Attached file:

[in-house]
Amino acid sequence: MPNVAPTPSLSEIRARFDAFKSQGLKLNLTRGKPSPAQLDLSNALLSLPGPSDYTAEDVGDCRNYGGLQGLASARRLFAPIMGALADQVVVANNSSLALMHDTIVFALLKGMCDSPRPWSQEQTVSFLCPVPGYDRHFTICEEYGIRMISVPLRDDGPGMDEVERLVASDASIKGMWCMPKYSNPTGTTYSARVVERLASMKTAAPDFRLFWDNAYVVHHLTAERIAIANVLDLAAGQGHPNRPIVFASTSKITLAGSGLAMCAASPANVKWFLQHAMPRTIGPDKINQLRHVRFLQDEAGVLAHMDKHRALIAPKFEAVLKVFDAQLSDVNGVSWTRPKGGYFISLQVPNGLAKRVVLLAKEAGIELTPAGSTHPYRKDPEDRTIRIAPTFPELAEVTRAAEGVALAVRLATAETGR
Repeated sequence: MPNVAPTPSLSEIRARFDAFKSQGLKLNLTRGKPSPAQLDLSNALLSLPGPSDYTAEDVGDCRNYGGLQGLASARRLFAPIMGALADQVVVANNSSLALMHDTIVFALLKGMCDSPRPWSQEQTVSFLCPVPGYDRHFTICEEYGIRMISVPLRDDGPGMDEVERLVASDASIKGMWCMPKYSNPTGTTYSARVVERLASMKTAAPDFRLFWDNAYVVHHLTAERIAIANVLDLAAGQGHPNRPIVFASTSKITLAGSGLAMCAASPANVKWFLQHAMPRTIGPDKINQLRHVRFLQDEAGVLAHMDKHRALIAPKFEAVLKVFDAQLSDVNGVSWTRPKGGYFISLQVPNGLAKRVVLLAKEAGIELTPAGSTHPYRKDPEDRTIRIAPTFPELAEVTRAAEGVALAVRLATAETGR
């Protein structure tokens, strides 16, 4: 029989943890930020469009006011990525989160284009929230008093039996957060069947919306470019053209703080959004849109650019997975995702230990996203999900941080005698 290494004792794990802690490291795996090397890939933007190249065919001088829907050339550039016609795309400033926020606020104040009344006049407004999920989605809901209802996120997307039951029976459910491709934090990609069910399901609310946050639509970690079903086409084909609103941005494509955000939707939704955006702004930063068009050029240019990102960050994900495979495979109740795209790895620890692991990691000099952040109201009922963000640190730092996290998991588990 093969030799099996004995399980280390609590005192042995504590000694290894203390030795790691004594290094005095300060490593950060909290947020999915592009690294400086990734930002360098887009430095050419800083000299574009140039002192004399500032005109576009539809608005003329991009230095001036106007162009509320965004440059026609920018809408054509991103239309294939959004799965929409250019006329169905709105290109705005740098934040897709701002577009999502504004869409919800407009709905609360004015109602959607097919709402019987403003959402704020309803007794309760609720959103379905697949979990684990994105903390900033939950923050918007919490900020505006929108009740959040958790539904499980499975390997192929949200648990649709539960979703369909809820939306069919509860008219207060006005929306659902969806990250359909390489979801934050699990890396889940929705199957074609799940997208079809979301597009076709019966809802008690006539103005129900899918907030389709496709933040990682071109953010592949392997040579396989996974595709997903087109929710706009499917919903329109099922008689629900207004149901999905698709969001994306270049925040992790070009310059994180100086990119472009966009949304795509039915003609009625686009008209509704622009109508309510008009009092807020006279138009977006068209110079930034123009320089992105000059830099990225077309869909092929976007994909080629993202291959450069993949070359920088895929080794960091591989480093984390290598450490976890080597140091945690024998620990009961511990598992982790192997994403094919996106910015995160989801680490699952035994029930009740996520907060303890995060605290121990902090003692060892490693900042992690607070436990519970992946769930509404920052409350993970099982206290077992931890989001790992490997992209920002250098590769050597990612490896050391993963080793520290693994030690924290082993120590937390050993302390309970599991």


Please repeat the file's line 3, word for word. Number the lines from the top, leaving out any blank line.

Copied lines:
Repeated sequence: MPNVAPTPSLSEIRARFDAFKSQGLKLNLTRGKPSPAQLDLSNALLSLPGPSDYTAEDVGDCRNYGGLQGLASARRLFAPIMGALADQVVVANNSSLALMHDTIVFALLKGMCDSPRPWSQEQTVSFLCPVPGYDRHFTICEEYGIRMISVPLRDDGPGMDEVERLVASDASIKGMWCMPKYSNPTGTTYSARVVERLASMKTAAPDFRLFWDNAYVVHHLTAERIAIANVLDLAAGQGHPNRPIVFASTSKITLAGSGLAMCAASPANVKWFLQHAMPRTIGPDKINQLRHVRFLQDEAGVLAHMDKHRALIAPKFEAVLKVFDAQLSDVNGVSWTRPKGGYFISLQVPNGLAKRVVLLAKEAGIELTPAGSTHPYRKDPEDRTIRIAPTFPELAEVTRAAEGVALAVRLATAETGR